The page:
Much has been made of the undercurrents related to slavery and the slave trade in this novel. Sir Thomas Bartram’s wealth, after all, comes from his plantations in Antigua. Naming her book, which would reference the judgement, we can imagine that she was drawing attention to decency in relationships with people beyond your circle as well as within it.

The reader is also conscious of a great deal of wit, humour and sharp exposure of her characters. This lifts any danger of this novel being too worthy. 

Mansfield Park by Jane Austen, published in 1814. I used the edition from the Penguin English Library (1966) 457pp

Related posts on Bookword

Lady Susan by Jane Austen 

Northanger Abbey by Jane Austen

Secrets in Sense and Sensibility by Jane Austen

In the Society of Jane Austen

Pursuing Jane Austen

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Some Monstrous Women in Books

Monstrous women appear in many novels, including those written by women. Some are redeemed, and some are defeated and one or two even triumph. A few are the main character. They all help the plot along in some way. I note that men can be monstrous too, but when they behave as these women do it appears insignificant. 

For this post I present some books that include monstrous women, with links to my reviews on Bookword.

Unredeemed

Angel by Elizabeth Taylor (1957)

Angel is monstrous; a writer of flamboyant and excessive fiction that is full of errors and anachronisms and other writerly solecisms (such as using real people’s names). The financial success of her novels came from the popularity of her overblown prose and the outrageousness of her style. Angel herself was certain that she should be spoken of in the same breath as Shakespeare and Goethe (whose name she could not pronounce). Her publisher says that she writes ‘with ignorance and imagination’. She has no sense of humour, no self-doubt and no judgement. Angel is arrogant, rude, selfish and opinionated, and what she doesn’t like she ignores (such as her aunt, the First World War, critics, poverty, people who challenge her).

Flora in The Soul of Kindness, also by Elizabeth Taylor, (1964) has a magnificent unawareness and entitlement that drives people to death, unsuitable marriage and misery. We all know someone like Flora, attractive, without insight or self-awareness, but yet she is everybody’s favourite. Perhaps we even want to be her friend, because some of her lustre might rub off on us. Elizabeth Taylor shows us the damage such creatures can create.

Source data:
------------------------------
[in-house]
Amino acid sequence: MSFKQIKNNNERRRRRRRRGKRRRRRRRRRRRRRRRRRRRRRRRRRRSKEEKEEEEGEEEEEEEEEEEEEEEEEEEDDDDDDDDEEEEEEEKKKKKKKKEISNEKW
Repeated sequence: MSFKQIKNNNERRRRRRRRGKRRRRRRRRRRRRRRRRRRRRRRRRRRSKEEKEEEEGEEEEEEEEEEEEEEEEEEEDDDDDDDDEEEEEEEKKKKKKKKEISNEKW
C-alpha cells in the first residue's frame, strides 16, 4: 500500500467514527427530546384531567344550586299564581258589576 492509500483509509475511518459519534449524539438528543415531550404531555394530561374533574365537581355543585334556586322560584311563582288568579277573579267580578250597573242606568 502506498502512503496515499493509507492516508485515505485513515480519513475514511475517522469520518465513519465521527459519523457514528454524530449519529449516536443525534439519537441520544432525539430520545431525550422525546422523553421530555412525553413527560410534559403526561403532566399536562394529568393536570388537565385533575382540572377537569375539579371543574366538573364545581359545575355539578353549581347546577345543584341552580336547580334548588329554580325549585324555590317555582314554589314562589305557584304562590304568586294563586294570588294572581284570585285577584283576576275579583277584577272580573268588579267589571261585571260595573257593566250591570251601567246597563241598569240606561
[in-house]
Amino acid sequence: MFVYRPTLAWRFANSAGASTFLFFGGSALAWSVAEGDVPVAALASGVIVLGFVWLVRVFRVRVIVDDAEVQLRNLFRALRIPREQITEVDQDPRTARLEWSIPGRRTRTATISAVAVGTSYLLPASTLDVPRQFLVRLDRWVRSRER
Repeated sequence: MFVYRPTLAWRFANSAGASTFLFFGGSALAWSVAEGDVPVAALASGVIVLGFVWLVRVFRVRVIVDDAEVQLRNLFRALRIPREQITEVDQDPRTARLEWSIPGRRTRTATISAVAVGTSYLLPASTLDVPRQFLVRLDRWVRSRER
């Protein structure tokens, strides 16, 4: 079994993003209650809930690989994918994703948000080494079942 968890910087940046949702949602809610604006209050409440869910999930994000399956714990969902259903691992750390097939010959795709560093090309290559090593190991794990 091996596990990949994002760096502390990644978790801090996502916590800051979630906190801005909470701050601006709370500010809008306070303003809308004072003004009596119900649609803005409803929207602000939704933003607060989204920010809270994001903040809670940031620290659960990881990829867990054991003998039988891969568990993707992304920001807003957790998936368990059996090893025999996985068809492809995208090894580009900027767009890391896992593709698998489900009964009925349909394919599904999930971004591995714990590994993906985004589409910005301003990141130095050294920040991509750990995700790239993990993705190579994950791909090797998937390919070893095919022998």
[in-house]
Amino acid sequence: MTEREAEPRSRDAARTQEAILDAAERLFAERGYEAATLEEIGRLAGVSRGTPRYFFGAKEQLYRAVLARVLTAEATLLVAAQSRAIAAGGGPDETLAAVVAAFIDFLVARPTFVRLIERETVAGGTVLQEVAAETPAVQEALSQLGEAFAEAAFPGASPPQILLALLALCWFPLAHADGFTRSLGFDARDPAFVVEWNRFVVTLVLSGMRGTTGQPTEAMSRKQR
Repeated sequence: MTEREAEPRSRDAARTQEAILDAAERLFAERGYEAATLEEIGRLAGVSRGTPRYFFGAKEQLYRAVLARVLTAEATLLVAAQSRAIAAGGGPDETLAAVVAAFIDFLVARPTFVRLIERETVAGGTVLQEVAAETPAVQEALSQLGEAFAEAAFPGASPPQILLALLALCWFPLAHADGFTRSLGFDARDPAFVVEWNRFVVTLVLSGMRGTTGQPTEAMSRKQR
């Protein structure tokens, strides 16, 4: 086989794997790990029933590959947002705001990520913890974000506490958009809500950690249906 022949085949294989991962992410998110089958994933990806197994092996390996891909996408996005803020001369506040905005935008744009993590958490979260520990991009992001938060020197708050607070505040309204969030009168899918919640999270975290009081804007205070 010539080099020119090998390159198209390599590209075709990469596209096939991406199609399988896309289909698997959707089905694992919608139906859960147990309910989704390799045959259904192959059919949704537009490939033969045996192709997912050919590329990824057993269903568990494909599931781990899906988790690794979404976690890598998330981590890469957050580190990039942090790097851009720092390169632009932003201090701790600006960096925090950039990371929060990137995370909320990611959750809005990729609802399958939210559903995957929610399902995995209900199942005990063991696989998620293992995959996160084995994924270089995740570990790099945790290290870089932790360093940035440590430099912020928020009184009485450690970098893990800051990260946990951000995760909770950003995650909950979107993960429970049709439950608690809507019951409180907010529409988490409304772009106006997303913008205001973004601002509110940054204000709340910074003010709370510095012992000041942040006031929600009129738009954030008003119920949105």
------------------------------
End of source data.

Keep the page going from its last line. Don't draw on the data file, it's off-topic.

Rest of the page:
Great Granny Webster by Caroline Blackwood (1977)

The narrator is sent to stay with her great-grandmother and finds the experience horrific. The old lady had a toxic upbringing imbued with Victorian middleclass values. She imposes on her young relative the rigid formality, the meeting of the expectations of others, the refusal to express emotions, the belief in her own righteousness, all from that upbringing.

And these get their come-uppance

Pride and Prejudice by Jane Austen (1813)

We learn that Lady Catherine de Bourgh ‘was extremely indignant’ at the marriage of her nephew, Mr Darcy, to Miss Elizabeth Bennet, ‘and she gave way to all the genuine frankness of her character’. She had paid a warning visit to Elizabeth in which she told the young woman,

‘Miss Bennet, you ought to know that I am not to be trifled with. But however insincere you may choose to be, you will not find me so. My character has ever been celebrated for its sincerity and frankness, and in a cause of such moment as this, I shall certainly not depart from it.’ 

Her abusive language to her nephew severed relations for a while, eventually smoothed over by Elizabeth.

Rebecca by Daphne du Maurier (1938) 335